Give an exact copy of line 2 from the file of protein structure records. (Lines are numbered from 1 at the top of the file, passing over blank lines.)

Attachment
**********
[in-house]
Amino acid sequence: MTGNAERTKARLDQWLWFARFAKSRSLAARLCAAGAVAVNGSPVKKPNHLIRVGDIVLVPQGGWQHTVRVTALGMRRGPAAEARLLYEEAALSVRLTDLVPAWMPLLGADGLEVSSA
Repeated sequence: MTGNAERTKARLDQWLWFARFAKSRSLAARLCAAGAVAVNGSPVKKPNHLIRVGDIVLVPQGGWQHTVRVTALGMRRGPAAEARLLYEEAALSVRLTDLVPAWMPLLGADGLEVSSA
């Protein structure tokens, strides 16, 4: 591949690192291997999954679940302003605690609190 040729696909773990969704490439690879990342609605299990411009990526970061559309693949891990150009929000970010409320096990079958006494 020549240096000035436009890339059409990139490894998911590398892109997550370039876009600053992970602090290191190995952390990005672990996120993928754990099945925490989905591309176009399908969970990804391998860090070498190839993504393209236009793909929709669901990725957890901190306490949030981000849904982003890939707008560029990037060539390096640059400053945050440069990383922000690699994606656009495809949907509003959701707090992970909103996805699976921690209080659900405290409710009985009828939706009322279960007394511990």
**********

Amino acid sequence: MTGNAERTKARLDQWLWFARFAKSRSLAARLCAAGAVAVNGSPVKKPNHLIRVGDIVLVPQGGWQHTVRVTALGMRRGPAAEARLLYEEAALSVRLTDLVPAWMPLLGADGLEVSSA